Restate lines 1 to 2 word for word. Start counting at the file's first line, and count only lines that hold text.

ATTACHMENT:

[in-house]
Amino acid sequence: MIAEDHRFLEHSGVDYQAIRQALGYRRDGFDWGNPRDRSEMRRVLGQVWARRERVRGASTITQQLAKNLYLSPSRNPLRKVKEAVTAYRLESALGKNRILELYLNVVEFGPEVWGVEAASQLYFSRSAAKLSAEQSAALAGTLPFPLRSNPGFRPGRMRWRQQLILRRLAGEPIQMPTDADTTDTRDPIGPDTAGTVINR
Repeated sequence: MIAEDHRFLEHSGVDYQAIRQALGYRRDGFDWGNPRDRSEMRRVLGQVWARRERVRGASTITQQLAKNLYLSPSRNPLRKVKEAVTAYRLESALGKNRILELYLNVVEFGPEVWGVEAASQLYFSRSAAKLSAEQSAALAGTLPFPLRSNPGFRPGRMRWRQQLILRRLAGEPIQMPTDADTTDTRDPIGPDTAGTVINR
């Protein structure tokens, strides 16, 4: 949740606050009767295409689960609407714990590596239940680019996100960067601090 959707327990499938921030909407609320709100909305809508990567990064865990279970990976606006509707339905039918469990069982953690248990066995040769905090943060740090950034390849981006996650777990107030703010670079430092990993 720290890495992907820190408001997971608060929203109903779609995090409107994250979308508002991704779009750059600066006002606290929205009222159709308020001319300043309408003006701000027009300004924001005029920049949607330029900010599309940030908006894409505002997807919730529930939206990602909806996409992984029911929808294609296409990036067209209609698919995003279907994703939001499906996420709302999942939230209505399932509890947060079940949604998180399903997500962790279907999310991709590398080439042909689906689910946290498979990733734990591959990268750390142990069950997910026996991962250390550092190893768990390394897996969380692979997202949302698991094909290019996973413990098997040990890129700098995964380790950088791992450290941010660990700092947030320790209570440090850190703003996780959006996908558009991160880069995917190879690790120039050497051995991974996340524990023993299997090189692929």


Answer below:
[in-house]
Amino acid sequence: MIAEDHRFLEHSGVDYQAIRQALGYRRDGFDWGNPRDRSEMRRVLGQVWARRERVRGASTITQQLAKNLYLSPSRNPLRKVKEAVTAYRLESALGKNRILELYLNVVEFGPEVWGVEAASQLYFSRSAAKLSAEQSAALAGTLPFPLRSNPGFRPGRMRWRQQLILRRLAGEPIQMPTDADTTDTRDPIGPDTAGTVINR